Like so much of retail today, brick-and-mortar shopping is going through a reinvention, especially in one fundamental aspect: It’s become incredibly clear that the old checkout experience is heading for obsolescence.
On Monday, it may have taken another step.
French sportswear and athletic goods retailer Decathlon revealed a partnership with Boston-based NewStore to power the European company’s entry into the U.S. market, with the opening of a 47,000-square-foot experiential retail center in Emeryville, Calif., joining its previous San Francisco-based lab store.
One main feature of the store is better, faster checkout, without the lines. Thank RFID, or radio frequency identification, for that. In-store shoppers can approach a sensor-embedded rolling counter and place items on the surface, which can automatically read the RFID chips on the packaging or apparel tags.
The Emeryville location has been open over the past weekend to allow the public to experience the store and its features firsthand, including the RFID-assisted checkout. It has 40 store associates, all wielding iPhones, so they can conduct mobile checkouts, offer clienteling and support endless aisle, buy-online-pickup-in-store and buy-online-return-in-store features.
“We had to teach our consumers that we’re a cashless store and that we don’t use checkout stands,” explained Ashley Benson, Decathlon’s product manager. “There’s been a bit of a learning curve…we had to put more signage in the store.”
Decathlon is committed to completely nixing old-fashioned POS systems with a cashless premise. The scenario is becoming de rigueur, especially in the era of Amazon Go. At Decathlon, buying soccer balls or jerseys don’t even require a physical credit card, if the customer uses Apple Pay.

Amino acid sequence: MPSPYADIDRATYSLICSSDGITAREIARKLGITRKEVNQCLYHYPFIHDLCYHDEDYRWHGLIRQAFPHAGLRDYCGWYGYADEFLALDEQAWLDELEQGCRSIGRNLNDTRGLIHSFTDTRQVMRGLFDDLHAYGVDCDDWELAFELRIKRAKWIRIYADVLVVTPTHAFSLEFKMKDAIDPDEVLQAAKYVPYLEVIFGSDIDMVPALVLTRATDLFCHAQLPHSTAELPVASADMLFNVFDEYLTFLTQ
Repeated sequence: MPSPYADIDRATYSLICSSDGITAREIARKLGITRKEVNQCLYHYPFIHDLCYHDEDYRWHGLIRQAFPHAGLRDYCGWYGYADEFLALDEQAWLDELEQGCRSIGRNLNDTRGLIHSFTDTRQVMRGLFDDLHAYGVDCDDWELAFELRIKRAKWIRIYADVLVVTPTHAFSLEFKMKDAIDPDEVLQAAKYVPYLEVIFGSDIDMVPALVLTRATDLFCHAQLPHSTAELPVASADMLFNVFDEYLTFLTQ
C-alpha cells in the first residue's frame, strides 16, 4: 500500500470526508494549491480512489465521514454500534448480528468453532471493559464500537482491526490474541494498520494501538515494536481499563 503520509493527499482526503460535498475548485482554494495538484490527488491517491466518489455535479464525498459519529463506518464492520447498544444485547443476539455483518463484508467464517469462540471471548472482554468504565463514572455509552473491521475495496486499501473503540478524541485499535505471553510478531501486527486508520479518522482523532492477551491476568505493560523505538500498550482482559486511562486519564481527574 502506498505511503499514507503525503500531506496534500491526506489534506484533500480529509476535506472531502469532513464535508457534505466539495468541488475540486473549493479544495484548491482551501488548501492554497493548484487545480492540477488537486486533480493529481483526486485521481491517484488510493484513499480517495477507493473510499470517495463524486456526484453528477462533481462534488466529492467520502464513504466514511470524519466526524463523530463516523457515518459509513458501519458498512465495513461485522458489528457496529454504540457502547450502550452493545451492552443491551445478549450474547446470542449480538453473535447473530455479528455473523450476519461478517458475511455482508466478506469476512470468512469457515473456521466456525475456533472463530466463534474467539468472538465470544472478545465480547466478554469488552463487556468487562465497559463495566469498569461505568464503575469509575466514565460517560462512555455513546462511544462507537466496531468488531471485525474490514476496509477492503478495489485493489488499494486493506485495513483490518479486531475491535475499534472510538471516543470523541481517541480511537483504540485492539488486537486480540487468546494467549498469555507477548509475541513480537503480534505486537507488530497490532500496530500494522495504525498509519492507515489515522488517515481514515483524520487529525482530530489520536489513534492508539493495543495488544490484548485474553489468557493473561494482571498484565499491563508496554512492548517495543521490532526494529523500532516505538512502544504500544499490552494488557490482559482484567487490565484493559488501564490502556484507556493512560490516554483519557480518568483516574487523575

Alone, it could appeal to the Bay Area’s typical tech-savvy consumer. It’s less clear if others will embrace it as something more than a gimmick.
For NewStore, it’s anything but. Mobile checkout is just one part of a platform that the company bills as “omnichannel-as-a-service,” a system designed to let retailers run their stores on their iPhones. With things like order management, point-of-sale and other features handled via mobile app, the tech untethers employees so they can assist customers across the store.
And as they roam, the platform also supplies customer data to serve people better.
“We pull in data from all selling channels,” NewStore’s Dave Hartenstein, vice president of omnichannel, told WWD. “So if this customer is a web customer, we have all their information.” If the shopper has purchased with Decathlon before, the system can pull up e-mails, activity and both off-line and online purchase history. With that, the Omnichannel Platform aims to equip associates with the information they need at the right time — while they’re on the sales floor. Of course, if the shopper prefers, the system can also perform anonymous checkout, he added.
This breaking down of the walls between e-commerce and physical shopping has become a drumbeat, with numerous companies looking to help retailers — from Microsoft and Adobe to Salesforce, among others. For NewStore founder Stephan Schambach, it’s a core pursuit that began decades ago.
Responsible for the first standard online shopping software in the Nineties, Schambach is considered a pioneer of e-commerce. He also founded Demandware, which became Salesforce Commerce Cloud.
So it’s no surprise that today he steers NewStore, as a “platform [that] has online and off-line integrated,” as he described it. The company serves roughly a dozen partners to date, including apparel brand Untuckit and Decathlon, but Schambach says more will be announced in the second quarter. By the end of the year, the company expects to launch close to 200 NewStore-powered locations for its retail clients.
As for categories, the company’s focusing on a few key segments — primarily apparel, sporting goods and luxury.
That could be a hard sell for some premium brands, especially those that convey elegance and an old-world sensibility. But Schambach doesn’t see it that way.
“Think about the luxury boutique that has no cash registers,” he said. It can arrange to send any items directly to you, and “that’s a luxury experience, if you ask me. And there’s nothing more ‘luxury’ than to do this with simply an iPhone.”